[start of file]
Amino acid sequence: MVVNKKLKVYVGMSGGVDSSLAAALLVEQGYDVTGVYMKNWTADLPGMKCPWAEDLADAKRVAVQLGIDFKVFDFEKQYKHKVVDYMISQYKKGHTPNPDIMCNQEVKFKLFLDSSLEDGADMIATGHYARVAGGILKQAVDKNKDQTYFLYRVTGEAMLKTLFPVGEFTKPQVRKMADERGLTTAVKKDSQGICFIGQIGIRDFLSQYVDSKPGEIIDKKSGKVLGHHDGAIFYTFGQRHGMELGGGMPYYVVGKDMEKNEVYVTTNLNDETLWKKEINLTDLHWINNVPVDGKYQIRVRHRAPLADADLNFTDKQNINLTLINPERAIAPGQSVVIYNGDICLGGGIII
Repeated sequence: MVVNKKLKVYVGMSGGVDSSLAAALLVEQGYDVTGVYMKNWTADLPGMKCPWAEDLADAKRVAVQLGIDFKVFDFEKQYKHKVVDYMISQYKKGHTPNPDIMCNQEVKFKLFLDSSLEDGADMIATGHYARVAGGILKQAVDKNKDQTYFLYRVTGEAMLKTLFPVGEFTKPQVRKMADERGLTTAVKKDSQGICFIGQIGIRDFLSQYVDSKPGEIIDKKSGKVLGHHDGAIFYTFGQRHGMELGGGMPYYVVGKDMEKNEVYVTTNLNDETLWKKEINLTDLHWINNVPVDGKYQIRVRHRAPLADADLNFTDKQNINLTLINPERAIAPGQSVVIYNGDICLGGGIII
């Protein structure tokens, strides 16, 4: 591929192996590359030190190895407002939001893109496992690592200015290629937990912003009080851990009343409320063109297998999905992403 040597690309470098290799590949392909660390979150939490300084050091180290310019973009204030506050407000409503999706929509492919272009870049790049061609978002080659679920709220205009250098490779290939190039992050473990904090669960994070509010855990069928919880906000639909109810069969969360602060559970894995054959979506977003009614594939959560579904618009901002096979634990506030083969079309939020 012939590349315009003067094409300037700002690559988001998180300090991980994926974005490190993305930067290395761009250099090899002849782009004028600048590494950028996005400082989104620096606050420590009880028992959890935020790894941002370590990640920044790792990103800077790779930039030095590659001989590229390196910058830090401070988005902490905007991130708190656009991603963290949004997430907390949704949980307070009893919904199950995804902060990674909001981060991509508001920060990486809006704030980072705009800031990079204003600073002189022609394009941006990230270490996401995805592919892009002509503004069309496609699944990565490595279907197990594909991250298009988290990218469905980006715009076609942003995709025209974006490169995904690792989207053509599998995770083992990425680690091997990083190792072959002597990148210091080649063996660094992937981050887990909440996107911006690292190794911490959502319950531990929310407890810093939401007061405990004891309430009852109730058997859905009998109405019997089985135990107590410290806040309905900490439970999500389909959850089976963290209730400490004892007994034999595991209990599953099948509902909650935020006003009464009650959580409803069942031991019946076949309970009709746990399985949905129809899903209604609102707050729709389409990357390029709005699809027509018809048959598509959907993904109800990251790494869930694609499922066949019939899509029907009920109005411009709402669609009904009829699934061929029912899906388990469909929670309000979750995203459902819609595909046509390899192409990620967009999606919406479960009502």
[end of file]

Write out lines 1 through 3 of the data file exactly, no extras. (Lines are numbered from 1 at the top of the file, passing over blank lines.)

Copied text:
Amino acid sequence: MVVNKKLKVYVGMSGGVDSSLAAALLVEQGYDVTGVYMKNWTADLPGMKCPWAEDLADAKRVAVQLGIDFKVFDFEKQYKHKVVDYMISQYKKGHTPNPDIMCNQEVKFKLFLDSSLEDGADMIATGHYARVAGGILKQAVDKNKDQTYFLYRVTGEAMLKTLFPVGEFTKPQVRKMADERGLTTAVKKDSQGICFIGQIGIRDFLSQYVDSKPGEIIDKKSGKVLGHHDGAIFYTFGQRHGMELGGGMPYYVVGKDMEKNEVYVTTNLNDETLWKKEINLTDLHWINNVPVDGKYQIRVRHRAPLADADLNFTDKQNINLTLINPERAIAPGQSVVIYNGDICLGGGIII
Repeated sequence: MVVNKKLKVYVGMSGGVDSSLAAALLVEQGYDVTGVYMKNWTADLPGMKCPWAEDLADAKRVAVQLGIDFKVFDFEKQYKHKVVDYMISQYKKGHTPNPDIMCNQEVKFKLFLDSSLEDGADMIATGHYARVAGGILKQAVDKNKDQTYFLYRVTGEAMLKTLFPVGEFTKPQVRKMADERGLTTAVKKDSQGICFIGQIGIRDFLSQYVDSKPGEIIDKKSGKVLGHHDGAIFYTFGQRHGMELGGGMPYYVVGKDMEKNEVYVTTNLNDETLWKKEINLTDLHWINNVPVDGKYQIRVRHRAPLADADLNFTDKQNINLTLINPERAIAPGQSVVIYNGDICLGGGIII
């Protein structure tokens, strides 16, 4: 591929192996590359030190190895407002939001893109496992690592200015290629937990912003009080851990009343409320063109297998999905992403 040597690309470098290799590949392909660390979150939490300084050091180290310019973009204030506050407000409503999706929509492919272009870049790049061609978002080659679920709220205009250098490779290939190039992050473990904090669960994070509010855990069928919880906000639909109810069969969360602060559970894995054959979506977003009614594939959560579904618009901002096979634990506030083969079309939020 012939590349315009003067094409300037700002690559988001998180300090991980994926974005490190993305930067290395761009250099090899002849782009004028600048590494950028996005400082989104620096606050420590009880028992959890935020790894941002370590990640920044790792990103800077790779930039030095590659001989590229390196910058830090401070988005902490905007991130708190656009991603963290949004997430907390949704949980307070009893919904199950995804902060990674909001981060991509508001920060990486809006704030980072705009800031990079204003600073002189022609394009941006990230270490996401995805592919892009002509503004069309496609699944990565490595279907197990594909991250298009988290990218469905980006715009076609942003995709025209974006490169995904690792989207053509599998995770083992990425680690091997990083190792072959002597990148210091080649063996660094992937981050887990909440996107911006690292190794911490959502319950531990929310407890810093939401007061405990004891309430009852109730058997859905009998109405019997089985135990107590410290806040309905900490439970999500389909959850089976963290209730400490004892007994034999595991209990599953099948509902909650935020006003009464009650959580409803069942031991019946076949309970009709746990399985949905129809899903209604609102707050729709389409990357390029709005699809027509018809048959598509959907993904109800990251790494869930694609499922066949019939899509029907009920109005411009709402669609009904009829699934061929029912899906388990469909929670309000979750995203459902819609595909046509390899192409990620967009999606919406479960009502």